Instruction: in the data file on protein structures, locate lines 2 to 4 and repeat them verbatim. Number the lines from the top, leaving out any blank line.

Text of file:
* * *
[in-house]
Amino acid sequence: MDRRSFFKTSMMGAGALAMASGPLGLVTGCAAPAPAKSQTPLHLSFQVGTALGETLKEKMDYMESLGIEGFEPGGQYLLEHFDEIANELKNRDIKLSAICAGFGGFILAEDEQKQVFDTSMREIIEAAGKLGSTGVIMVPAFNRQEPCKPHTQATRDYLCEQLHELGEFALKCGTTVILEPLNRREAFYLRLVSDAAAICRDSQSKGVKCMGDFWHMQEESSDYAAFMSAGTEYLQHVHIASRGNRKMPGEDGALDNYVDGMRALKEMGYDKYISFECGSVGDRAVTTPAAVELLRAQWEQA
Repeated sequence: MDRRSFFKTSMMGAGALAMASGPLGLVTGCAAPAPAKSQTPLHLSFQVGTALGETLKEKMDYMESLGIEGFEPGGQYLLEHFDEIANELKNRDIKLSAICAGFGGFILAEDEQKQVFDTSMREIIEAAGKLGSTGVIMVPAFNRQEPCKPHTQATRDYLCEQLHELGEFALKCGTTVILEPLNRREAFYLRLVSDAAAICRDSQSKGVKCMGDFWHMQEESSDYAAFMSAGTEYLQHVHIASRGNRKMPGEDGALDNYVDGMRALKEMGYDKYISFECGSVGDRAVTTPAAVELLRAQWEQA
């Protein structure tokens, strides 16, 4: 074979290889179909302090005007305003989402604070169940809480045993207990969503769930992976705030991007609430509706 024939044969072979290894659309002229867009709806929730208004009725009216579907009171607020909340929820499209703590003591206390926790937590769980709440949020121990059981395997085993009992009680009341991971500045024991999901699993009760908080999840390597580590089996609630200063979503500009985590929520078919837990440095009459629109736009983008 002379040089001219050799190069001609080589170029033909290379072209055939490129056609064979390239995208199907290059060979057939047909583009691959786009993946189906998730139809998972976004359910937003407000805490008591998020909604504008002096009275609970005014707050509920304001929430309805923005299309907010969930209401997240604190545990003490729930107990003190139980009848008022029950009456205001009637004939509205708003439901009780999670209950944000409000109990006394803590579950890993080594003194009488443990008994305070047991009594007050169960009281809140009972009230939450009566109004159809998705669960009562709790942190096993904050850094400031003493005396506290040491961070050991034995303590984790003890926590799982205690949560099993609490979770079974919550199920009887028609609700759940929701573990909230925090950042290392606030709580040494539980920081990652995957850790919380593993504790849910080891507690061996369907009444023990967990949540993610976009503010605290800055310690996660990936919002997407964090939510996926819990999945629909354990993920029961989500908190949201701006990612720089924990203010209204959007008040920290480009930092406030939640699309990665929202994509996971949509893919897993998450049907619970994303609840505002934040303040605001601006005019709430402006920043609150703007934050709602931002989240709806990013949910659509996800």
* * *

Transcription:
Amino acid sequence: MDRRSFFKTSMMGAGALAMASGPLGLVTGCAAPAPAKSQTPLHLSFQVGTALGETLKEKMDYMESLGIEGFEPGGQYLLEHFDEIANELKNRDIKLSAICAGFGGFILAEDEQKQVFDTSMREIIEAAGKLGSTGVIMVPAFNRQEPCKPHTQATRDYLCEQLHELGEFALKCGTTVILEPLNRREAFYLRLVSDAAAICRDSQSKGVKCMGDFWHMQEESSDYAAFMSAGTEYLQHVHIASRGNRKMPGEDGALDNYVDGMRALKEMGYDKYISFECGSVGDRAVTTPAAVELLRAQWEQA
Repeated sequence: MDRRSFFKTSMMGAGALAMASGPLGLVTGCAAPAPAKSQTPLHLSFQVGTALGETLKEKMDYMESLGIEGFEPGGQYLLEHFDEIANELKNRDIKLSAICAGFGGFILAEDEQKQVFDTSMREIIEAAGKLGSTGVIMVPAFNRQEPCKPHTQATRDYLCEQLHELGEFALKCGTTVILEPLNRREAFYLRLVSDAAAICRDSQSKGVKCMGDFWHMQEESSDYAAFMSAGTEYLQHVHIASRGNRKMPGEDGALDNYVDGMRALKEMGYDKYISFECGSVGDRAVTTPAAVELLRAQWEQA
């Protein structure tokens, strides 16, 4: 074979290889179909302090005007305003989402604070169940809480045993207990969503769930992976705030991007609430509706 024939044969072979290894659309002229867009709806929730208004009725009216579907009171607020909340929820499209703590003591206390926790937590769980709440949020121990059981395997085993009992009680009341991971500045024991999901699993009760908080999840390597580590089996609630200063979503500009985590929520078919837990440095009459629109736009983008 002379040089001219050799190069001609080589170029033909290379072209055939490129056609064979390239995208199907290059060979057939047909583009691959786009993946189906998730139809998972976004359910937003407000805490008591998020909604504008002096009275609970005014707050509920304001929430309805923005299309907010969930209401997240604190545990003490729930107990003190139980009848008022029950009456205001009637004939509205708003439901009780999670209950944000409000109990006394803590579950890993080594003194009488443990008994305070047991009594007050169960009281809140009972009230939450009566109004159809998705669960009562709790942190096993904050850094400031003493005396506290040491961070050991034995303590984790003890926590799982205690949560099993609490979770079974919550199920009887028609609700759940929701573990909230925090950042290392606030709580040494539980920081990652995957850790919380593993504790849910080891507690061996369907009444023990967990949540993610976009503010605290800055310690996660990936919002997407964090939510996926819990999945629909354990993920029961989500908190949201701006990612720089924990203010209204959007008040920290480009930092406030939640699309990665929202994509996971949509893919897993998450049907619970994303609840505002934040303040605001601006005019709430402006920043609150703007934050709602931002989240709806990013949910659509996800």